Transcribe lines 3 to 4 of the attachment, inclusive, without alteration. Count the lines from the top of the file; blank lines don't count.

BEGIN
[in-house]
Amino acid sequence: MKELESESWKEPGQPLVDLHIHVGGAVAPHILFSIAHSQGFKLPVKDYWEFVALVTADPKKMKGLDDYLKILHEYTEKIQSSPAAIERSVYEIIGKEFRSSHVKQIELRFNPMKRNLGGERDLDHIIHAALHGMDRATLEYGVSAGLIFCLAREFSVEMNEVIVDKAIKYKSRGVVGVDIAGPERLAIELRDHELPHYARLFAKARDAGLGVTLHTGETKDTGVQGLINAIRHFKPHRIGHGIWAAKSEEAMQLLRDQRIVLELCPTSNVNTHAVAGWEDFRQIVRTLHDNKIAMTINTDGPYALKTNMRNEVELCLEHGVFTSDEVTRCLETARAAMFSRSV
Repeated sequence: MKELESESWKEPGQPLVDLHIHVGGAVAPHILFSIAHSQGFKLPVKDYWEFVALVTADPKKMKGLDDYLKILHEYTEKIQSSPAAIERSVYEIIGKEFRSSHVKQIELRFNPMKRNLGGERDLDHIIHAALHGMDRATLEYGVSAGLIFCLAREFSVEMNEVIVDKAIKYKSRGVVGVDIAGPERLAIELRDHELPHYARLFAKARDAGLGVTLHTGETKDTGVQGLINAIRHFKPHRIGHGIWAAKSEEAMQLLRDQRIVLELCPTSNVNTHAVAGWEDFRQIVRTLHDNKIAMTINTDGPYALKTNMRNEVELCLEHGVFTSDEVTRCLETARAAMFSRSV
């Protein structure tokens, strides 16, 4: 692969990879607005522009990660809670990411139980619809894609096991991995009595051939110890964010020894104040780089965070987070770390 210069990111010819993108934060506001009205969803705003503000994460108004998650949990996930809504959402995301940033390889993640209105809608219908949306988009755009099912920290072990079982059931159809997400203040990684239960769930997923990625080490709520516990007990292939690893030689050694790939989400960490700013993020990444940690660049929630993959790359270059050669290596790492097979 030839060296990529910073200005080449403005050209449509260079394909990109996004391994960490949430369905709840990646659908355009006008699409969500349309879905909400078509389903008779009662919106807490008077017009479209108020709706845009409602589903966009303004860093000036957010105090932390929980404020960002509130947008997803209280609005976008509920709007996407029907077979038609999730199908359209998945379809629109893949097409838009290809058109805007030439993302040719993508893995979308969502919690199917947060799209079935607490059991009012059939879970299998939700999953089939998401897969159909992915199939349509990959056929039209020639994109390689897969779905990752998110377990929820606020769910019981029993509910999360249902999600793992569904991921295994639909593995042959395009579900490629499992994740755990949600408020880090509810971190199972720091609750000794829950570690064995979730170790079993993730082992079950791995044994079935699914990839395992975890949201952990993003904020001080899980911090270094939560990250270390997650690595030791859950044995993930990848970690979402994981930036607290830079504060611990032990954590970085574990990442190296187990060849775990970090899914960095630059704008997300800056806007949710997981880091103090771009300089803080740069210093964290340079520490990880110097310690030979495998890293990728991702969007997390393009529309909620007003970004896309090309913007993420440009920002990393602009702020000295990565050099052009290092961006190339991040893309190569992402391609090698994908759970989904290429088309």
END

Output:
Repeated sequence: MKELESESWKEPGQPLVDLHIHVGGAVAPHILFSIAHSQGFKLPVKDYWEFVALVTADPKKMKGLDDYLKILHEYTEKIQSSPAAIERSVYEIIGKEFRSSHVKQIELRFNPMKRNLGGERDLDHIIHAALHGMDRATLEYGVSAGLIFCLAREFSVEMNEVIVDKAIKYKSRGVVGVDIAGPERLAIELRDHELPHYARLFAKARDAGLGVTLHTGETKDTGVQGLINAIRHFKPHRIGHGIWAAKSEEAMQLLRDQRIVLELCPTSNVNTHAVAGWEDFRQIVRTLHDNKIAMTINTDGPYALKTNMRNEVELCLEHGVFTSDEVTRCLETARAAMFSRSV
């Protein structure tokens, strides 16, 4: 692969990879607005522009990660809670990411139980619809894609096991991995009595051939110890964010020894104040780089965070987070770390 210069990111010819993108934060506001009205969803705003503000994460108004998650949990996930809504959402995301940033390889993640209105809608219908949306988009755009099912920290072990079982059931159809997400203040990684239960769930997923990625080490709520516990007990292939690893030689050694790939989400960490700013993020990444940690660049929630993959790359270059050669290596790492097979 030839060296990529910073200005080449403005050209449509260079394909990109996004391994960490949430369905709840990646659908355009006008699409969500349309879905909400078509389903008779009662919106807490008077017009479209108020709706845009409602589903966009303004860093000036957010105090932390929980404020960002509130947008997803209280609005976008509920709007996407029907077979038609999730199908359209998945379809629109893949097409838009290809058109805007030439993302040719993508893995979308969502919690199917947060799209079935607490059991009012059939879970299998939700999953089939998401897969159909992915199939349509990959056929039209020639994109390689897969779905990752998110377990929820606020769910019981029993509910999360249902999600793992569904991921295994639909593995042959395009579900490629499992994740755990949600408020880090509810971190199972720091609750000794829950570690064995979730170790079993993730082992079950791995044994079935699914990839395992975890949201952990993003904020001080899980911090270094939560990250270390997650690595030791859950044995993930990848970690979402994981930036607290830079504060611990032990954590970085574990990442190296187990060849775990970090899914960095630059704008997300800056806007949710997981880091103090771009300089803080740069210093964290340079520490990880110097310690030979495998890293990728991702969007997390393009529309909620007003970004896309090309913007993420440009920002990393602009702020000295990565050099052009290092961006190339991040893309190569992402391609090698994908759970989904290429088309």